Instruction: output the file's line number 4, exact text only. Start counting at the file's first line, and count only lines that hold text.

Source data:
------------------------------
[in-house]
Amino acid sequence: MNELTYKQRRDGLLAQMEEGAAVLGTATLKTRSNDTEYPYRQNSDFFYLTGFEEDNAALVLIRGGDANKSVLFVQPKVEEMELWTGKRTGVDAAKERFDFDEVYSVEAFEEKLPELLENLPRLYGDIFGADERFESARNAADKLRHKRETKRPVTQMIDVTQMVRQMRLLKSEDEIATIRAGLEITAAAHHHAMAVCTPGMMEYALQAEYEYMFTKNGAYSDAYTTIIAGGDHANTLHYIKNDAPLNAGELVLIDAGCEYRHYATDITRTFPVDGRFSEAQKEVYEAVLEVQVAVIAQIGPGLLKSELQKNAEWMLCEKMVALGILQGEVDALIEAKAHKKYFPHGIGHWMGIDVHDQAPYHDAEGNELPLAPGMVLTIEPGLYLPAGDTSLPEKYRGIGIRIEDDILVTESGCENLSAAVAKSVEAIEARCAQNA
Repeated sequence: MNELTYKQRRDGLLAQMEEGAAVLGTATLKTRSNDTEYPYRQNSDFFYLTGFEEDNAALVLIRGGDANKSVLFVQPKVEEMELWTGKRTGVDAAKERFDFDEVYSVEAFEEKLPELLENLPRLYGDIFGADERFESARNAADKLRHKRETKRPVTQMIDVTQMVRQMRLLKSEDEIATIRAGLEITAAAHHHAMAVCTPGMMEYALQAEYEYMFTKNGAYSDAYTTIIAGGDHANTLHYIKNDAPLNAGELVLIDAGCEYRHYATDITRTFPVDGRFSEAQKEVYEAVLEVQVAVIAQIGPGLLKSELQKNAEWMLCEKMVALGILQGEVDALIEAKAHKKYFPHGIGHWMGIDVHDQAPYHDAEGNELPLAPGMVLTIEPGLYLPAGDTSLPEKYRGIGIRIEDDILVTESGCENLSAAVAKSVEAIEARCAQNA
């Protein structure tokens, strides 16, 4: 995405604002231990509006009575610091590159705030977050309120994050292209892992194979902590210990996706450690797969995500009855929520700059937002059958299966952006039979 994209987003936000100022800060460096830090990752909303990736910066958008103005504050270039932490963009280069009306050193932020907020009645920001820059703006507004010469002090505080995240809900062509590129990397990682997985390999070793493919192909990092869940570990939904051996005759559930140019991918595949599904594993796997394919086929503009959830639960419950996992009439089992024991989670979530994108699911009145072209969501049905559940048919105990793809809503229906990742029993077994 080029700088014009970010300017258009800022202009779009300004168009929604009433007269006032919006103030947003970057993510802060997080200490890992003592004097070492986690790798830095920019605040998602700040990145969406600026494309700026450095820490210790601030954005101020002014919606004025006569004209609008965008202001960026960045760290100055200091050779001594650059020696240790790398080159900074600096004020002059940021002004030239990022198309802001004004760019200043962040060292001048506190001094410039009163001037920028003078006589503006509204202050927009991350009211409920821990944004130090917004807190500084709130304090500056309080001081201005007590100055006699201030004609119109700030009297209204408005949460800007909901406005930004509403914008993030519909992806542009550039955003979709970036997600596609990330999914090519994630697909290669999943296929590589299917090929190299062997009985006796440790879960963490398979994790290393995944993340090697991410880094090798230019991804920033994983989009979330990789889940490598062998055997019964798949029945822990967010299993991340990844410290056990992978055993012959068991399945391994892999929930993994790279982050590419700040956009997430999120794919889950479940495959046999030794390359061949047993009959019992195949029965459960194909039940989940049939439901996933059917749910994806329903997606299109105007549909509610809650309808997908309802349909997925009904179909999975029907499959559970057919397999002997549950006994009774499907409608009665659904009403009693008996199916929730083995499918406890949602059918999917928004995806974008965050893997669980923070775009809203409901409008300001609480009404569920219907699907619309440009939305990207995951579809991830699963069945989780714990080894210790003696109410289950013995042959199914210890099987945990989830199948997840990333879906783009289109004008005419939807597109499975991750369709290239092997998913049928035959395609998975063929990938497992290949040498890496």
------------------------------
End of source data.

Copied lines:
């Protein structure tokens, strides 16, 4: 995405604002231990509006009575610091590159705030977050309120994050292209892992194979902590210990996706450690797969995500009855929520700059937002059958299966952006039979 994209987003936000100022800060460096830090990752909303990736910066958008103005504050270039932490963009280069009306050193932020907020009645920001820059703006507004010469002090505080995240809900062509590129990397990682997985390999070793493919192909990092869940570990939904051996005759559930140019991918595949599904594993796997394919086929503009959830639960419950996992009439089992024991989670979530994108699911009145072209969501049905559940048919105990793809809503229906990742029993077994 080029700088014009970010300017258009800022202009779009300004168009929604009433007269006032919006103030947003970057993510802060997080200490890992003592004097070492986690790798830095920019605040998602700040990145969406600026494309700026450095820490210790601030954005101020002014919606004025006569004209609008965008202001960026960045760290100055200091050779001594650059020696240790790398080159900074600096004020002059940021002004030239990022198309802001004004760019200043962040060292001048506190001094410039009163001037920028003078006589503006509204202050927009991350009211409920821990944004130090917004807190500084709130304090500056309080001081201005007590100055006699201030004609119109700030009297209204408005949460800007909901406005930004509403914008993030519909992806542009550039955003979709970036997600596609990330999914090519994630697909290669999943296929590589299917090929190299062997009985006796440790879960963490398979994790290393995944993340090697991410880094090798230019991804920033994983989009979330990789889940490598062998055997019964798949029945822990967010299993991340990844410290056990992978055993012959068991399945391994892999929930993994790279982050590419700040956009997430999120794919889950479940495959046999030794390359061949047993009959019992195949029965459960194909039940989940049939439901996933059917749910994806329903997606299109105007549909509610809650309808997908309802349909997925009904179909999975029907499959559970057919397999002997549950006994009774499907409608009665659904009403009693008996199916929730083995499918406890949602059918999917928004995806974008965050893997669980923070775009809203409901409008300001609480009404569920219907699907619309440009939305990207995951579809991830699963069945989780714990080894210790003696109410289950013995042959199914210890099987945990989830199948997840990333879906783009289109004008005419939807597109499975991750369709290239092997998913049928035959395609998975063929990938497992290949040498890496």